Good Friday? We probably take more for granted about people’s knowledge of religious history than we should. The fact is, many people living here in the “bible belt” have never been to church and even more have never read the bible. For people unfamiliar with the history of the Christian faith and Christian theology, the idea of honoring or celebrating a historical date when a religious leader was brutally killed seems inappropriate at the least and perhaps even cruel. Despite the proper theological understanding which most Christians grasp about what we call “Good Friday,” it’s still bittersweet to commemorate that the “goodness” of this particular Friday is due to God sending a sinless God/man to willingly and sacrificially give His life in order to pay or legally satisfy my sin debt . . . and yours too.
On many times and in many ways Jesus communicated to his disciples that He came to die to give us life and that His death was destined. “I am the good shepherd. The good shepherd lays down his life for the sheep.” (John 10:11) In John 12 Jesus, though troubled about what his death and separation will be like, likens himself to a kernel of wheat which must die in the ground to produce life, and also that for this hour he came to earth. To show the kind of death he would experience, he talked about being “lifted up” from the earth that ALL mankind may be drawn to him. How amazing and wonderful it is that “to all who receive him, to those who believe in his name, he gave the right to become children of God.”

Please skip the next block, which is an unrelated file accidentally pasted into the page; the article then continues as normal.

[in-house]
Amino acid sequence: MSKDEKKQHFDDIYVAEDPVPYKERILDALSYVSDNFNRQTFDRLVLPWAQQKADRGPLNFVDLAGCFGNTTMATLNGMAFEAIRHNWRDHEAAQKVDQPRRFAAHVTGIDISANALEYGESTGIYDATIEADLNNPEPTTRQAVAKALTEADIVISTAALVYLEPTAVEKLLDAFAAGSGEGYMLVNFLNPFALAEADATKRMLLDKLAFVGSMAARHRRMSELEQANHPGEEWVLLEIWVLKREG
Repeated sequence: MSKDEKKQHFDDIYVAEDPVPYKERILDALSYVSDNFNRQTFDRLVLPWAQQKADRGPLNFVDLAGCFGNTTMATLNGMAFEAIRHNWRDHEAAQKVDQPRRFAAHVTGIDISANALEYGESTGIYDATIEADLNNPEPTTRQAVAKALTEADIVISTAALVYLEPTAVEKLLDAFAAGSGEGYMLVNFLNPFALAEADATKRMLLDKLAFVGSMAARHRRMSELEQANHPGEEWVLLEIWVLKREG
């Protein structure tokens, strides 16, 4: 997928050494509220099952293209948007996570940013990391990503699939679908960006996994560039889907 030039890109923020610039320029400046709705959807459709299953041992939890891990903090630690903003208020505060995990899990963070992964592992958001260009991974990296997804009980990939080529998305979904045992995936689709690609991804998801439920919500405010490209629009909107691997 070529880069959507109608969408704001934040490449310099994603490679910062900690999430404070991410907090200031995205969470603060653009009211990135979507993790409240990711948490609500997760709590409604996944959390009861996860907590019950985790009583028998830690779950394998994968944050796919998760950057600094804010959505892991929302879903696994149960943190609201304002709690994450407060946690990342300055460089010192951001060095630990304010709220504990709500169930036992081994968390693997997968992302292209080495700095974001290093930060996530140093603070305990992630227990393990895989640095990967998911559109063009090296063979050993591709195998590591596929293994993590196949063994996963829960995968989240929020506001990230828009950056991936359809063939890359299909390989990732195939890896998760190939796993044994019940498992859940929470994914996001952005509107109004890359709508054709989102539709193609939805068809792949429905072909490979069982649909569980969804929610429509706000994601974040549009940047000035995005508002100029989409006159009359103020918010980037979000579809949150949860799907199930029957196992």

Good Friday by itself is incomplete. We do not commemorate a benevolent martyr, but instead the one who 2 days later overcame death and the grave to demonstrate by God’s power that he is “life” and that through him we too will conquer death with “life”. Jesus offers this relationship, this invitation to enter his family, not as a result of us being “good” or doing something to merit the honor, but simply by trusting him. Would it be a risk for you to tell someone this week what’s so “good” about Jesus? We commemorate one day (Friday) and call it “Good.” Just how good has that one day made your life? Think About It.